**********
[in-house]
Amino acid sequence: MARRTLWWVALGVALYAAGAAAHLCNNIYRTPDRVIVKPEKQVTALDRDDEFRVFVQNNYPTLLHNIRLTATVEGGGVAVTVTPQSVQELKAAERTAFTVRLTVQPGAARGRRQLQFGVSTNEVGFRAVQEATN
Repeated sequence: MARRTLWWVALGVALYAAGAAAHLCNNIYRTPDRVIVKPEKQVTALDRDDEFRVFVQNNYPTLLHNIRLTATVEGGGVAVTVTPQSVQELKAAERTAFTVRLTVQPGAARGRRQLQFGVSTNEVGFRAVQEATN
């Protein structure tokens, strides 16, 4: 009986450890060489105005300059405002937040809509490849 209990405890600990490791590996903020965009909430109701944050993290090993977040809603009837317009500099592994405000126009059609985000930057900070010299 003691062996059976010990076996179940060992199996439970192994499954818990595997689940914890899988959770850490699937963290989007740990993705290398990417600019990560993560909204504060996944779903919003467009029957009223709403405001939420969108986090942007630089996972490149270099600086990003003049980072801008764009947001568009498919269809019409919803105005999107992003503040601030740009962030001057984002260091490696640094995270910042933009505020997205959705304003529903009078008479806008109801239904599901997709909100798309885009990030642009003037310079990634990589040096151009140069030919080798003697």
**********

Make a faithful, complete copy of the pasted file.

[in-house]
Amino acid sequence: MARRTLWWVALGVALYAAGAAAHLCNNIYRTPDRVIVKPEKQVTALDRDDEFRVFVQNNYPTLLHNIRLTATVEGGGVAVTVTPQSVQELKAAERTAFTVRLTVQPGAARGRRQLQFGVSTNEVGFRAVQEATN
Repeated sequence: MARRTLWWVALGVALYAAGAAAHLCNNIYRTPDRVIVKPEKQVTALDRDDEFRVFVQNNYPTLLHNIRLTATVEGGGVAVTVTPQSVQELKAAERTAFTVRLTVQPGAARGRRQLQFGVSTNEVGFRAVQEATN
């Protein structure tokens, strides 16, 4: 009986450890060489105005300059405002937040809509490849 209990405890600990490791590996903020965009909430109701944050993290090993977040809603009837317009500099592994405000126009059609985000930057900070010299 003691062996059976010990076996179940060992199996439970192994499954818990595997689940914890899988959770850490699937963290989007740990993705290398990417600019990560993560909204504060996944779903919003467009029957009223709403405001939420969108986090942007630089996972490149270099600086990003003049980072801008764009947001568009498919269809019409919803105005999107992003503040601030740009962030001057984002260091490696640094995270910042933009505020997205959705304003529903009078008479806008109801239904599901997709909100798309885009990030642009003037310079990634990589040096151009140069030919080798003697």